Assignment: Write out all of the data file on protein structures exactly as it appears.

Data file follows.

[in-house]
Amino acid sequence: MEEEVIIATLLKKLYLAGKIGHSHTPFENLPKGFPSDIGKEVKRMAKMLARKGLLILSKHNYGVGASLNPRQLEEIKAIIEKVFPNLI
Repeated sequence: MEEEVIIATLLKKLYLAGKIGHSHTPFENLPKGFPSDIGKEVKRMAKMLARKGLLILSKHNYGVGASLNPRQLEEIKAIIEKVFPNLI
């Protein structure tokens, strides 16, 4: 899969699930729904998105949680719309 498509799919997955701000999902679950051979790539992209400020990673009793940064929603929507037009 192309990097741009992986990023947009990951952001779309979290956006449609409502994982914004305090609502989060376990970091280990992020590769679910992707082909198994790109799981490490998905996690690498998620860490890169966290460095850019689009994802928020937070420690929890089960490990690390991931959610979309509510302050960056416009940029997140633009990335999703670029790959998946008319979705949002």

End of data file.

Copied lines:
[in-house]
Amino acid sequence: MEEEVIIATLLKKLYLAGKIGHSHTPFENLPKGFPSDIGKEVKRMAKMLARKGLLILSKHNYGVGASLNPRQLEEIKAIIEKVFPNLI
Repeated sequence: MEEEVIIATLLKKLYLAGKIGHSHTPFENLPKGFPSDIGKEVKRMAKMLARKGLLILSKHNYGVGASLNPRQLEEIKAIIEKVFPNLI
């Protein structure tokens, strides 16, 4: 899969699930729904998105949680719309 498509799919997955701000999902679950051979790539992209400020990673009793940064929603929507037009 192309990097741009992986990023947009990951952001779309979290956006449609409502994982914004305090609502989060376990970091280990992020590769679910992707082909198994790109799981490490998905996690690498998620860490890169966290460095850019689009994802928020937070420690929890089960490990690390991931959610979309509510302050960056416009940029997140633009990335999703670029790959998946008319979705949002």